These charges are USUALLY statutory misdemeanors and probably will not show up on a criminal background check.
Not usually. Although you can file criminal charges for assault.
Usually a retrial.
Chapter 13 bankruptcy is basically a set repayment plan that is usually allowed by court, even if the creditor objects. When you satisfy your payments in the allotted time you have usually settled your bankruptcy. See the related link below for detailed info on chapter13 bankruptcy.
Yes, this is what usually happens when an investigation turns up evidence that excuses one suspect and implicates another.
It's usually sold or auctioned off by the lienholder.
To extradite a person means to give them up to the jurisdiction of another state/country - usually to answer criminal charges.
An arraignment is not a hearing to determine guilt or innocence. It is usually a criminal defendant's first appearance in court or before a judge on a criminal charge. At the arraignment, the charges against the defendant will be read and the defendant will be asked if he/she is aware of the charges against them, and will be asked how they wish to plead.
Usually the way criminal charges work is that the arresting or investigating agency will turn in all relevant documents to the District Attorney and then the DA will decide if there is enough evidence to support a trial or if the case should be dismissed. From there the DA will present the case in front of the Grand Jury (in some states), this is not a trial and the defendant usually is not present. In this process there is no 'one person' responsible for charging an alleged criminal.
If you don't return a vehicle after it's put in repo status, it goes on your credit report as "Vehicle cannot be located." Once this is on your credit report, it's impossible to get refinancing for a new vehicle. The best thing to do after that is to file for a bankruptcy. The auto credit company will usually hire a investigator and they can file a lawsuit. But there is typically no criminal charges because, it's technically your vehicle.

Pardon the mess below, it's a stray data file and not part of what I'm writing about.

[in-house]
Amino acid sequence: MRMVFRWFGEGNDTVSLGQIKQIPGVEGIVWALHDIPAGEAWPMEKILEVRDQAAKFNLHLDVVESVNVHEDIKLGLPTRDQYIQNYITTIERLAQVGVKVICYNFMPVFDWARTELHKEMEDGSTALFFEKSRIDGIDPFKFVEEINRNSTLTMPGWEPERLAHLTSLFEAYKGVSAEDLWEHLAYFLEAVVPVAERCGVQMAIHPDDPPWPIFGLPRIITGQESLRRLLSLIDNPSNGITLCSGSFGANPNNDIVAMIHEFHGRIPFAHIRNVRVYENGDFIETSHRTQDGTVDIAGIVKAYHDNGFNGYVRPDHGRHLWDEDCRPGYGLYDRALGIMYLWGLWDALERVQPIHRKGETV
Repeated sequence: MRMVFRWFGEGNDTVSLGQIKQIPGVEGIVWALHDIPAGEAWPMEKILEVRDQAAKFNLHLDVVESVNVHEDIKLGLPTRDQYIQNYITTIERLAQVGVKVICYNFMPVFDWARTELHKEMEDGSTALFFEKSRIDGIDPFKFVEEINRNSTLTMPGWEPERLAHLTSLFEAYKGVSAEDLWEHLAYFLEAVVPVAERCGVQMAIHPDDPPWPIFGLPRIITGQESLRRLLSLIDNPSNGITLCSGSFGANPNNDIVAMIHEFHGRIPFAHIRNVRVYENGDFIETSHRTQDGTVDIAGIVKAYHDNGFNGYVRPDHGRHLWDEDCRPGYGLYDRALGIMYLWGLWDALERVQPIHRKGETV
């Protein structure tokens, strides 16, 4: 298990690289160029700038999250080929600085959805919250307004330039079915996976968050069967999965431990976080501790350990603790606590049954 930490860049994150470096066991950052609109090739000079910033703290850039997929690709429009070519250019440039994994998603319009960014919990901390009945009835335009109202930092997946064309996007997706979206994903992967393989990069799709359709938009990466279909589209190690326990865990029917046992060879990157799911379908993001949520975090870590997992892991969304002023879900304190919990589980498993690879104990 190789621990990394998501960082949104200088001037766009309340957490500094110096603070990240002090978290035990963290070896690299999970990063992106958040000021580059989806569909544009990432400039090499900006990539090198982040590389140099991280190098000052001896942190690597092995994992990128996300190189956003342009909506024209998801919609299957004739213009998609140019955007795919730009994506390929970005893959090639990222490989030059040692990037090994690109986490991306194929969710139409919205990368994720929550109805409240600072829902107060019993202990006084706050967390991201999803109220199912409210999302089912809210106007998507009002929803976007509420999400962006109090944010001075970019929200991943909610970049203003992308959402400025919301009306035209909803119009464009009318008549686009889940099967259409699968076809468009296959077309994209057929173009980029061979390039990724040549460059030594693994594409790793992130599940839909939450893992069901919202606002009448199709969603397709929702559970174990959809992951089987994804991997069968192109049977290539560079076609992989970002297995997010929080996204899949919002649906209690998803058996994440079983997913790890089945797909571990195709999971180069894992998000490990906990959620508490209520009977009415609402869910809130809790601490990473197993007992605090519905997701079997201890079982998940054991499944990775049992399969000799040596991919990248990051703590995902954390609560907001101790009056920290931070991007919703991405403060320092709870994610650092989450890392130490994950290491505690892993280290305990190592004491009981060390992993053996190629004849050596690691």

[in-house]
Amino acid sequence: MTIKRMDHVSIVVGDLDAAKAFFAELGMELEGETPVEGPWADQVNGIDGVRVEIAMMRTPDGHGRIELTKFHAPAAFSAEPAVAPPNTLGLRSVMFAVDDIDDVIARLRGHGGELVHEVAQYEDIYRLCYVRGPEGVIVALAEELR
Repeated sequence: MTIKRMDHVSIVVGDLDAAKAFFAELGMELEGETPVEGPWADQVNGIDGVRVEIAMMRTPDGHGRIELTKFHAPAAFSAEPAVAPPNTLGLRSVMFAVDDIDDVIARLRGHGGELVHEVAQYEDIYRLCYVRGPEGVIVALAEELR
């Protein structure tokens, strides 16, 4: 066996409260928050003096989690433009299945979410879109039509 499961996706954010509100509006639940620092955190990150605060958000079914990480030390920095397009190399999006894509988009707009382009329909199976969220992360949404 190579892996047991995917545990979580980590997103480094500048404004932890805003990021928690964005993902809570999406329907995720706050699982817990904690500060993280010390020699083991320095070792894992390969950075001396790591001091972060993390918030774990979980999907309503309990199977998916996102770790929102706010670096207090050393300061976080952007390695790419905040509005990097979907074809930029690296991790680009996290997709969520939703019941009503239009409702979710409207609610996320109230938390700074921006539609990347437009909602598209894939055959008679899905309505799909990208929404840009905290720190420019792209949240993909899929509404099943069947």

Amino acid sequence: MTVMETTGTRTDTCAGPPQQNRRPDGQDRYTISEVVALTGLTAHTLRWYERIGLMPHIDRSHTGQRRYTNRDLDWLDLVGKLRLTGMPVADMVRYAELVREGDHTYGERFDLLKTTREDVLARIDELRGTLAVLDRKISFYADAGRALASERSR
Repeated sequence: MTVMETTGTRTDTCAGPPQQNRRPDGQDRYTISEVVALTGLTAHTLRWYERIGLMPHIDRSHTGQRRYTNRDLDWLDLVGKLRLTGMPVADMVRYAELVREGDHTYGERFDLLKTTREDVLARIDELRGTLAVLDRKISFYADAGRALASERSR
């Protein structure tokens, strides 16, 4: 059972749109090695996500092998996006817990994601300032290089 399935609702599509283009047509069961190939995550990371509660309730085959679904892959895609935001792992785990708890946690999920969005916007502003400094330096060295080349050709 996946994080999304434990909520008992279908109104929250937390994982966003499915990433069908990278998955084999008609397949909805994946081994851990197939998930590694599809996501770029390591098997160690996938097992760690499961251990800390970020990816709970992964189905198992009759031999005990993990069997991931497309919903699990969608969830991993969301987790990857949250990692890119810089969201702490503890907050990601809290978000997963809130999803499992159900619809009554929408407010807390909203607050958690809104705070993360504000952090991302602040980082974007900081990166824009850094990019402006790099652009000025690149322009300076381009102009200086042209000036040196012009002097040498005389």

this is were you agree to pay the debt that you originally signed with the creditior this usually happens when someone is filling bankruptcy.
A judgment technically is not "filed" unless you mean the judge ordered a criminal complaint to be filed without a finding, usually done to allow a defendant to avoid a criminal conviction if there are no further violations or criminal charges for some specified period, like six months or a year. Otherwise, a court enters or issues the judgment for or against the defendant.
A court proceeding where the defendant is informed of the charges, and often given the opportunity to plead guilty, not guilty or no contest.An arraignment is usually a criminal defendant's first appearance in court or before a judge on a criminal charge.At arraignment, the charges against the defendant will be read or the defendant will be asked if he/she is aware of the charges against them, and they will be asked how they wish to plead. It is not a hearing to determine guilt or innocence.